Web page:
8. Why the F not? You pretty much broke every other kickstarter "promise" you made regarding exclusivity. What's one more? This reminds me of when you decided to open up the forums to "slacker backers." I'll say the same thing then as I will now. You basically took people's money - promising certain things... and you've pretty consistently pissed all over them whenever you decided it convenient. Do whatever though... Anyway, bring on Act 2! I'm looking forward to it.
  9. The beard is back! Now it's officially a Tim Schafer game! Yeahhhhh!
  10. Movies costs hundreds of millions - and they only last an hour and a half...
  11. I don't know if it was because I've been playing adventure games for so long (before the point and click days) but I found all the puzzles to be really easy... The only thing that got me stumped was ((((SPOILER - when you had to go back for the piece of the ship at the lumber-jacks house.))))))) I don't like it when puzzles are so hard you have to get hints - but this game was definitely on the easy side, in my opinion. Tim did say something about it getting harder next time - so I'm looking forward to that. And I agree with frilansspion. In the old days, you had to keep a journal basically... If there was a phone number or something - you'd have to remember it... the game wasn't going to help you when the time came to use it.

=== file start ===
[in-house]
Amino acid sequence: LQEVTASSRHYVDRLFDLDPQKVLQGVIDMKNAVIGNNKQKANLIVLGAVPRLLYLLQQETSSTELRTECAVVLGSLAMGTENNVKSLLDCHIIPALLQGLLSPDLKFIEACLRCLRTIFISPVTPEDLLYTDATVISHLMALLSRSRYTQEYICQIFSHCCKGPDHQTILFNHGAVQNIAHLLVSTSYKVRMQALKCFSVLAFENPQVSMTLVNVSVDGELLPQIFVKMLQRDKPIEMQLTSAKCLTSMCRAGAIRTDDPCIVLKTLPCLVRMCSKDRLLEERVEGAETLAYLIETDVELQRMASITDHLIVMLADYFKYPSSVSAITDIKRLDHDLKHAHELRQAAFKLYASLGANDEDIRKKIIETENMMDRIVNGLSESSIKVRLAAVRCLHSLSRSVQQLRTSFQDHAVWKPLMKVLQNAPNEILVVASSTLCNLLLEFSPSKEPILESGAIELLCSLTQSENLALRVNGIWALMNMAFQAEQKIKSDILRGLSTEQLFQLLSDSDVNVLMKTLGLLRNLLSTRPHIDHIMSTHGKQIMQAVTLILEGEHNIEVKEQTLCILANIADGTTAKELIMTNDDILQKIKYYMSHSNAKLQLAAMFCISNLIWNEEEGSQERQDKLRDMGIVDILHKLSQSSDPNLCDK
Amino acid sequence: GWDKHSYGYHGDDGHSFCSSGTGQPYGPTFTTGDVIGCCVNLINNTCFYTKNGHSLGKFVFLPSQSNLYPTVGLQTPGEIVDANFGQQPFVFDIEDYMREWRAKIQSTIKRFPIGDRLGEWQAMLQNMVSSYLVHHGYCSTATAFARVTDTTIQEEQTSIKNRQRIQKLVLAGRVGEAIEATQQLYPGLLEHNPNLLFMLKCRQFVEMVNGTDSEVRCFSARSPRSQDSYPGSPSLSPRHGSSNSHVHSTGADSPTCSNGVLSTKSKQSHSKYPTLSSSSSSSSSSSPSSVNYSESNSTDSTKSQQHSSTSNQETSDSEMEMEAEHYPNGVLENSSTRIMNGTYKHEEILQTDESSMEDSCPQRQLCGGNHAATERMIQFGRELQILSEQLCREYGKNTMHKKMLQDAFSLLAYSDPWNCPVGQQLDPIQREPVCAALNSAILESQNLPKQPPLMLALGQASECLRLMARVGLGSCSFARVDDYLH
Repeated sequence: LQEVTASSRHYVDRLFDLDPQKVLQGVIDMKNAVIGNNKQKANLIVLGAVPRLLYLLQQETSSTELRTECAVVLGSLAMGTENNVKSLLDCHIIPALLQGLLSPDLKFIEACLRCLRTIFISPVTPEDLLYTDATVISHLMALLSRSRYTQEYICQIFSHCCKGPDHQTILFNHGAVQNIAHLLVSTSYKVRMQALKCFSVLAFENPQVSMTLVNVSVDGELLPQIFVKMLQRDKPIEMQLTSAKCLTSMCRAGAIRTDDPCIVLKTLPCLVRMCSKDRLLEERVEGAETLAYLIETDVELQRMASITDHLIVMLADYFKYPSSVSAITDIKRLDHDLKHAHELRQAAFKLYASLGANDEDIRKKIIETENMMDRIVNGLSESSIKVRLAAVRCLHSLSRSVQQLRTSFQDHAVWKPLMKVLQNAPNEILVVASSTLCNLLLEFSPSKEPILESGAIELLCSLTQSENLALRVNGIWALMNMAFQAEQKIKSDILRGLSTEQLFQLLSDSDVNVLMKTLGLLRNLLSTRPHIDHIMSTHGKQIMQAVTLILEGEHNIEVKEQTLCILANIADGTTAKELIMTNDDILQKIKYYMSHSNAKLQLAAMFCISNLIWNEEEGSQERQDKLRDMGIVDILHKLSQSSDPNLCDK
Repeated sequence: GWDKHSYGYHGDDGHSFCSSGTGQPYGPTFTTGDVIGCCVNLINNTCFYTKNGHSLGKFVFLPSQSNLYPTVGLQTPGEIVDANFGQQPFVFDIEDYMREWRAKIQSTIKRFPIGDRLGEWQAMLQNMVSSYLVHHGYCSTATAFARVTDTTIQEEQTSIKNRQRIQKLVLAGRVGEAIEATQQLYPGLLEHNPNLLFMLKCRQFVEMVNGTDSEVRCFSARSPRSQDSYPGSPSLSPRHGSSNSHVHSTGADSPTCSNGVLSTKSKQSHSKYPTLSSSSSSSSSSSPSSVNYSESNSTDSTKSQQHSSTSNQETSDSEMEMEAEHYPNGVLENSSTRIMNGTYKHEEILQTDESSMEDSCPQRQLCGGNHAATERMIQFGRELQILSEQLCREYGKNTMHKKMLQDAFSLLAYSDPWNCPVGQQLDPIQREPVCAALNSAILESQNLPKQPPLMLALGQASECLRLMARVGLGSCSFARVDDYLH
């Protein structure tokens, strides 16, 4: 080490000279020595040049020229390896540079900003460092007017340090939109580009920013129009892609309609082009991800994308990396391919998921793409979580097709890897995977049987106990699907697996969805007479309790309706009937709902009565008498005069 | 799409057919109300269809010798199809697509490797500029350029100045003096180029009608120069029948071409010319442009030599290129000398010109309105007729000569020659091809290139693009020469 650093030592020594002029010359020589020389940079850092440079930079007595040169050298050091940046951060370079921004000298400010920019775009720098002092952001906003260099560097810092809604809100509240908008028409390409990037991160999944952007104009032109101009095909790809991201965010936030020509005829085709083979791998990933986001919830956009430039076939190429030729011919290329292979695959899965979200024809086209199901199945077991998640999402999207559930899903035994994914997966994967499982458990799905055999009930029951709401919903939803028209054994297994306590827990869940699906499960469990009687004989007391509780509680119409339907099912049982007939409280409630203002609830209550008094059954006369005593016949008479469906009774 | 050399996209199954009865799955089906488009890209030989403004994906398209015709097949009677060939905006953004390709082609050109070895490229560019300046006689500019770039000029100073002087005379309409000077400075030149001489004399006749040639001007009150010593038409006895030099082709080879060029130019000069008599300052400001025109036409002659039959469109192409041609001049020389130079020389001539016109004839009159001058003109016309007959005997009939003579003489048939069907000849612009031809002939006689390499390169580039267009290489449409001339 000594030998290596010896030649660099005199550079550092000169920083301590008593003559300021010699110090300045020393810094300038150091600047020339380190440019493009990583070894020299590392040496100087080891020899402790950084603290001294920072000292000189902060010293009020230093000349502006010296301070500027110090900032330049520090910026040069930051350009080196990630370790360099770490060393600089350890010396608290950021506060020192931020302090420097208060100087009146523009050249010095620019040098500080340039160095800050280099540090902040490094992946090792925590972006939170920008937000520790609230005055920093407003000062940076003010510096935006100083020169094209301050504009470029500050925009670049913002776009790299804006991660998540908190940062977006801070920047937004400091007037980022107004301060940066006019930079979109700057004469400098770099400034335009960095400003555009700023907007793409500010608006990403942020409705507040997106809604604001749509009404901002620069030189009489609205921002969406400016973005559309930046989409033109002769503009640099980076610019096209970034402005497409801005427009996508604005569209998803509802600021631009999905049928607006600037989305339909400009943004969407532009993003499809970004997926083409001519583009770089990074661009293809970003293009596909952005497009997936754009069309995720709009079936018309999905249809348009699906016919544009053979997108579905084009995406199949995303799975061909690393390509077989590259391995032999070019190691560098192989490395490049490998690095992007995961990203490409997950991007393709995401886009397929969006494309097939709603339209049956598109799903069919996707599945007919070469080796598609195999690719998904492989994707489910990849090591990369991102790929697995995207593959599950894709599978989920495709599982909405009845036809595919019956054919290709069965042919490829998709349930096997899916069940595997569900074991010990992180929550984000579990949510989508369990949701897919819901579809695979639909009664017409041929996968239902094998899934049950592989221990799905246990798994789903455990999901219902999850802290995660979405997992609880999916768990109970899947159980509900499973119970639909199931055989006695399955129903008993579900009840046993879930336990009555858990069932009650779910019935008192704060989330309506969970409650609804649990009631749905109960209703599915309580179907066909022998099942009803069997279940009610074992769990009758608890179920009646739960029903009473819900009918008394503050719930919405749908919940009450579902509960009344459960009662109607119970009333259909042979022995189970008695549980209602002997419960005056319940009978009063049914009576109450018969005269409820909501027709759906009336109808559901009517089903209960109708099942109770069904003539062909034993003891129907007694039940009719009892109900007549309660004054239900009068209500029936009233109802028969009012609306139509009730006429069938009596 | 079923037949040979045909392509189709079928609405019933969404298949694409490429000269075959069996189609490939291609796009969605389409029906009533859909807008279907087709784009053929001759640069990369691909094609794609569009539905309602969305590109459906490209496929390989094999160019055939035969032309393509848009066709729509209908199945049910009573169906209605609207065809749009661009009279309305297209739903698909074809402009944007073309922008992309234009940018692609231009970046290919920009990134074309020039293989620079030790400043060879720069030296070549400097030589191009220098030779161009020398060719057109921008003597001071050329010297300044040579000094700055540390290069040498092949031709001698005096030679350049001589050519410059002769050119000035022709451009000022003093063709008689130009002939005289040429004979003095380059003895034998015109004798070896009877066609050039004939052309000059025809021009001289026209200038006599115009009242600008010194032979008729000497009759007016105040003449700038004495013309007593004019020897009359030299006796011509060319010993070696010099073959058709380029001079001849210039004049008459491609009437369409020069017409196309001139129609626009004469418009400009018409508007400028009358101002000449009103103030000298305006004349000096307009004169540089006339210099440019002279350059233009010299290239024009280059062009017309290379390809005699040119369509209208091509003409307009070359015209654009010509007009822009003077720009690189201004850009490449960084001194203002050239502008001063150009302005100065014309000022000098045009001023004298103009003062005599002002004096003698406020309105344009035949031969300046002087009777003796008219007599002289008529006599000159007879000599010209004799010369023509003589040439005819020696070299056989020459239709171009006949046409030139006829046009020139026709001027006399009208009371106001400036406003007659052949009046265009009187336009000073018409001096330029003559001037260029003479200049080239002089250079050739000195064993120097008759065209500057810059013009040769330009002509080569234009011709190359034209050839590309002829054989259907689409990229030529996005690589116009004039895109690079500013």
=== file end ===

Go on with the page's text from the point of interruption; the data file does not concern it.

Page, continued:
12. Sucks, but it was bound to happen. If anyone from DF is reading this - they should file a complaint. They could get it off Youtube anyway.
  13. Honestly, I wasn't enjoying it much in the beginning - but once I got passed the parts we've been seeing all this time in the Docs - I really started having fun. Good job guys! Anxiously awaiting part 2.
  14. After playing it - I only have two gripes really. 1st is that the puzzles are too easy... Almost to the point of not even being necessary. And the second it with the story. I think they should have stuck with Vella and left Shay out of it. Of course, the game is not finished yet - so maybe things will come together better in act 2. It's really hard to judge half a game, so I'm trying not to be too critical at this point.